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Title: Impact of stress on health cognitions and behaviours
Author: Shukri, Madihah Mohamad
ISNI:       0000 0004 2742 1155
Awarding Body: University of Leeds
Current Institution: University of Leeds
Date of Award: 2011
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The present thesis attempts to extend the knowledge of stress- health behaviours relationships by integrating social cognitive variables (i.e. from the TPB model) into the study of stress. This thesis also aims to elucidate how nationality and gender shape cognition, intention and health behaviour by utilizing samples representing both individualistic and collectivistic cultures (i.e. UK and Malaysia) and both genders. The results of a systematic review of relevant previous research examining the effect of stressor (i.e. perceived stress, work-family conflict, work stress and hassles) on health behaviours is reported first in Chapter 2. In pursuing the aims of this study, three empirical studies (Chapter 3-5) were conducted. Study 1 examined the utility of the TPB and the impact of perceived stress as well as additional variables on nine types of health behaviours using both cross sectional and prospective designs in student sample. In an attempt to further understand the effect of stressors on health behaviours, using a cross-sectional design, Study 2 examined the potential effects of job related characteristics (i.e. job demands, job resources, job hours) and work-family conflicts on five types of health behaviours in a sample of employees. Results of Study 1 and 2 highlighted the support for the efficacy of TPB which consistently accounted for the largest proposition of explained variance in intentions and behaviours. There was limited evidence to support the direct effect of stress in explaining intentions and behaviours, yet a role for stress within TPB was observed based on mediation and moderation approaches. Study 3 used a daily diary method to examine the effects of daily job related characteristics, work-family conflict, hassles on five types of health behaviours for 14 consecutive days. The results demonstrated that the effects of stressors were particularly associated with unhealthy behaviours including decreased fruit and vegetable intake, reduced physical activity and increased smoking. Following the empirical studies, Chapter 6 provides a summary of key findings, discussion, implication of the findings, limitations and also future directions for work in this area. Of note, the present thesis demonstrated the implication of incorporating variables from a social cognitive model (TPB) into the relationship between the study of stress and health behaviours, both from theoretical and practical perspectives.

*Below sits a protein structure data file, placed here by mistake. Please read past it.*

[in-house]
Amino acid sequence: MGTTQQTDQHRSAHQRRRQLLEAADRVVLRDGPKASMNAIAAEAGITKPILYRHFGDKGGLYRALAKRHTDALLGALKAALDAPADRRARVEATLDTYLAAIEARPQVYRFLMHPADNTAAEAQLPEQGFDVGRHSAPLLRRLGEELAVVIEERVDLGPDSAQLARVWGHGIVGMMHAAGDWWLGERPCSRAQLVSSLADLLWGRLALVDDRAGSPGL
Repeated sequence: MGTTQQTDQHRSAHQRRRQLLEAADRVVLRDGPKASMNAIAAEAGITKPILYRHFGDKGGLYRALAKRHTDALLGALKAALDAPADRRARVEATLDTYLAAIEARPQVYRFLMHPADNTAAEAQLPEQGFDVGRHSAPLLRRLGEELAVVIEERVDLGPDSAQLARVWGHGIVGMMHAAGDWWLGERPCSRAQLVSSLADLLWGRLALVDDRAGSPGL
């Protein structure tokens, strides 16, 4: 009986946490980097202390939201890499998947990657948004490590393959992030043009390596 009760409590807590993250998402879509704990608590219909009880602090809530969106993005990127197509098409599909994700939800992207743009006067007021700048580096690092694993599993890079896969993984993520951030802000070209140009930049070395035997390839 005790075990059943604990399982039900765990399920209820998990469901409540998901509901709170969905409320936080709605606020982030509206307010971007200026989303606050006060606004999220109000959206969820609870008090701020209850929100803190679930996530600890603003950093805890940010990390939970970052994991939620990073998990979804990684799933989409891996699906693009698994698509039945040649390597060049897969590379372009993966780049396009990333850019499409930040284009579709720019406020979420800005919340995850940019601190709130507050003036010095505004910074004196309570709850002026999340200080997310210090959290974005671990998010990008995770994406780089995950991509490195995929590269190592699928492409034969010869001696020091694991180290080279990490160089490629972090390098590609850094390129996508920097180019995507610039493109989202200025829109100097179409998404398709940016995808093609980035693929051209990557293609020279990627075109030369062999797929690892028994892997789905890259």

Supervisor: Jones, Fiona ; Conner, Mark Sponsor: Not available
Qualification Name: Thesis (Ph.D.) Qualification Level: Doctoral
EThOS ID:  DOI: Not available